PATIENTS are waiting longer for treatment in A&E departments across the UK as the pressure on hospitals intensifies, according to new research.
Figures collected by the Royal College of Emergency Medicine (RCEM) over the last seven weeks showed 88 per cent of A&E patients were treated or admitted within four hours – well below the target of 95 per cent.
The A&E target is widely regarded as a key measure of how the NHS is performing and the report found hospitals are also experiencing major problems discharging patients who are medically fit to go home.
The latest concerns come as heath secretary Jeremy Hunt continued talks with junior doctors in a bid to avert strikes planned to begin next Tuesday.
Representatives of the British Medical Association and the Department of Health met for a second day of talks at the Advisory, Conciliation and Arbitration Service (ACAS) with the hope of reaching an agreement over proposed extended working hours to increase weekend cover.
The figures from the RCEM showed, in some places, around a fifth of hospital beds are occupied by patients who cannot leave - so-called bed-blockers - because there is not the right support in the community for them.
Experts say the increasing problems in social care are having a major impact on the NHS. The new figures are based on evidence submitted by more than 40 trusts - one in five of the total in the UK.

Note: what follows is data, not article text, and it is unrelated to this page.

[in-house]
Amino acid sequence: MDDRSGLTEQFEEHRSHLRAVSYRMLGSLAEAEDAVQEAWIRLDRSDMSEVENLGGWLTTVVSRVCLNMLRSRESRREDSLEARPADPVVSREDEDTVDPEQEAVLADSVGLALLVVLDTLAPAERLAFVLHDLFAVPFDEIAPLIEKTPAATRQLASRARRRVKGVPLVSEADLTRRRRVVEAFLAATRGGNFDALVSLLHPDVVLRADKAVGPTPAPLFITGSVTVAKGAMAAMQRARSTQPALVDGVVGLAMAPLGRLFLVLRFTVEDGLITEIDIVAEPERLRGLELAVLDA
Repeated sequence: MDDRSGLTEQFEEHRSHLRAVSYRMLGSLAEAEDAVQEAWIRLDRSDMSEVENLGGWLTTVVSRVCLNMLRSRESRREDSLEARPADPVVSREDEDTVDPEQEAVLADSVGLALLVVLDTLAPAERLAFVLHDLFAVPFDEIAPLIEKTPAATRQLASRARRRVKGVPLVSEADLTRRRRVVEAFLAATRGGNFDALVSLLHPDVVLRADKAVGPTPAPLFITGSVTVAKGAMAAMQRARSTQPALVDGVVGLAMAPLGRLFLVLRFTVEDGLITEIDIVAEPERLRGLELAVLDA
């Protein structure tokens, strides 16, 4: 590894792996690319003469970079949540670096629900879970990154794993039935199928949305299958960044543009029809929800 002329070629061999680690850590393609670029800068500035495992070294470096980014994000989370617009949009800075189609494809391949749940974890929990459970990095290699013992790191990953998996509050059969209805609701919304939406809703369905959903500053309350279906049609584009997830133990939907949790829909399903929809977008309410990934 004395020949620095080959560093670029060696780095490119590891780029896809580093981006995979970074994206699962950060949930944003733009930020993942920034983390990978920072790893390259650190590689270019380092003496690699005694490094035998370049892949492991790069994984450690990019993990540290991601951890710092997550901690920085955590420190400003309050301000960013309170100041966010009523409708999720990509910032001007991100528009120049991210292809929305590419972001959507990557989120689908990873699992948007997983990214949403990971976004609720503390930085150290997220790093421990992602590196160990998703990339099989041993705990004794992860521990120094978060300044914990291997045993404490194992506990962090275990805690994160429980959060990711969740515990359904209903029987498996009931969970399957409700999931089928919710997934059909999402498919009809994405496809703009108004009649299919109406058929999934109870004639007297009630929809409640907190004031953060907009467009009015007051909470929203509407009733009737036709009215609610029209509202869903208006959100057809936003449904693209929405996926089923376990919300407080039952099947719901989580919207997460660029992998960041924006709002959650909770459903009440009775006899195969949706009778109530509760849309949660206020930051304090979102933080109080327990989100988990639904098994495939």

The RCEM’s president, Dr Cliff Mann, predicted the “worst is yet to come”. He said: “The majority of hospitals have endeavoured to increase the number of beds available to cope. Despite this, elective operations have had to be cancelled and postponed as bed capacity is insufficient to cope.”
The data shows performance getting worse since hospitals began submitting data at the start of October. Then, just over 92 cent of patients were seen in four hours, falling to 88 per cent in the middle of November.
The Department of Health and NHS England used to publish weekly data for England on A&E performance but have now stopped doing so. Instead, data is published monthly but only covers figures from more than a month ago.
The most recent data published was for September, meaning there is no official published data on how England’s NHS is currently performing on A&E.
Regionally, previous figures showed Hull and East Yorkshire Hospitals NHS Trust had one of the worst records in the country and September’s statistics showed only 82.1 per cent of A&E patients were seen within four hours.
In its report, the RCEM said: “The college was approached by a number of trusts/boards following the winter of 2014/15.
“Each highlighted that the greatest challenge to the four-hour standard had been issues of bed availability exacerbated by increased delays in transfers of care. These delays in provision of community and social care rose significantly over the winter months.
Dr Mann said: “Part of the purpose of publishing this report is to galvanise people’s thinking at a relatively early stage in the winter so that we can actually take action now before we get to the traditionally really challenging parts of January and February.”
An NHS England spokeswoman said: “It’s important patients who are well enough to leave hospital can do so at the earliest opportunity and are helped to recover with dignity and compassion.”